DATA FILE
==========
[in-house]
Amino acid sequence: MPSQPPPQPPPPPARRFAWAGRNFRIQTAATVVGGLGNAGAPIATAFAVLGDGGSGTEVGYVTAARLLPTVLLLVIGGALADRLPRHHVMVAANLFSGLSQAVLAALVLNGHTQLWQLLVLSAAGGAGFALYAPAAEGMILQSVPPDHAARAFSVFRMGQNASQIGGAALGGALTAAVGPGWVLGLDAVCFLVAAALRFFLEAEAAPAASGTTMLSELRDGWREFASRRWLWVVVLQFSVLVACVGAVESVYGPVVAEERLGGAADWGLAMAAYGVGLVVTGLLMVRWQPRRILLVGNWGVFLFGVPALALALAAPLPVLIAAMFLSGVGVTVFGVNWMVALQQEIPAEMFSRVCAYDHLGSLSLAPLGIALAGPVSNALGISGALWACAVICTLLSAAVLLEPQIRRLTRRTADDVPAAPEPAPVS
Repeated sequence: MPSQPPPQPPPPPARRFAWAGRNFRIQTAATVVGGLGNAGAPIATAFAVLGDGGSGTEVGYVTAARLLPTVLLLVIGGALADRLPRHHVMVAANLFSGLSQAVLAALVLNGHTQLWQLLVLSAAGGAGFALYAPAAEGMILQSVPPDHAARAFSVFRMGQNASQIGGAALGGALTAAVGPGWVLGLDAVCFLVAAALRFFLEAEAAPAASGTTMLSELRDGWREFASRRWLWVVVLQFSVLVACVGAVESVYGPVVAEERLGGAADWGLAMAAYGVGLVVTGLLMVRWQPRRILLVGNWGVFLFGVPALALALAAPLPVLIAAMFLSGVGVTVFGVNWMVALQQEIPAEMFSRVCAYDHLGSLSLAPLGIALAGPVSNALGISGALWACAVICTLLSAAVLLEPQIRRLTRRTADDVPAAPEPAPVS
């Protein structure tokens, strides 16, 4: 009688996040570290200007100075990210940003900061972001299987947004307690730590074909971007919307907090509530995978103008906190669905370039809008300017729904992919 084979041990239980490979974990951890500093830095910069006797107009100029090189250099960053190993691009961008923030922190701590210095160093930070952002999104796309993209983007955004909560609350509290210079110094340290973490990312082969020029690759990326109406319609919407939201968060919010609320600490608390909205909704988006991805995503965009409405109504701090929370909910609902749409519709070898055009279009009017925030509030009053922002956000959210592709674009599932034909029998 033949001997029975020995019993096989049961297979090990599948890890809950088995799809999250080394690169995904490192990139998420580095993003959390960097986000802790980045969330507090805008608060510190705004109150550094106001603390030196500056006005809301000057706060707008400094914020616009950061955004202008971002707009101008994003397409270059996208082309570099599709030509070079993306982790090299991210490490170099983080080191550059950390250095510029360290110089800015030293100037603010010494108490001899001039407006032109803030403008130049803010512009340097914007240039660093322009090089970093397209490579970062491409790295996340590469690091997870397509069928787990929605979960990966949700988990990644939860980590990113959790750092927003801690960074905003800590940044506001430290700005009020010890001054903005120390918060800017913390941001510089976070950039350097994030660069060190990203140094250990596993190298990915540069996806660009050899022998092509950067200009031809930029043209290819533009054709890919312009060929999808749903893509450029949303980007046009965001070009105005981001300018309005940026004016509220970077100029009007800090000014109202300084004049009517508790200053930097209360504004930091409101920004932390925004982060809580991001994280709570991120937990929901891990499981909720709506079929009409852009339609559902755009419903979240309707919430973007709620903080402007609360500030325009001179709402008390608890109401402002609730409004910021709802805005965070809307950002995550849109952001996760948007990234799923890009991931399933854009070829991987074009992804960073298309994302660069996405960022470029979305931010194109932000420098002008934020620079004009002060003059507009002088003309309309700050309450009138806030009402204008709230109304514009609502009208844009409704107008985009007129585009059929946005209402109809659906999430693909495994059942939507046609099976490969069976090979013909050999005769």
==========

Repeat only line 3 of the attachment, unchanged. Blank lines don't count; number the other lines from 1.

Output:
Repeated sequence: MPSQPPPQPPPPPARRFAWAGRNFRIQTAATVVGGLGNAGAPIATAFAVLGDGGSGTEVGYVTAARLLPTVLLLVIGGALADRLPRHHVMVAANLFSGLSQAVLAALVLNGHTQLWQLLVLSAAGGAGFALYAPAAEGMILQSVPPDHAARAFSVFRMGQNASQIGGAALGGALTAAVGPGWVLGLDAVCFLVAAALRFFLEAEAAPAASGTTMLSELRDGWREFASRRWLWVVVLQFSVLVACVGAVESVYGPVVAEERLGGAADWGLAMAAYGVGLVVTGLLMVRWQPRRILLVGNWGVFLFGVPALALALAAPLPVLIAAMFLSGVGVTVFGVNWMVALQQEIPAEMFSRVCAYDHLGSLSLAPLGIALAGPVSNALGISGALWACAVICTLLSAAVLLEPQIRRLTRRTADDVPAAPEPAPVS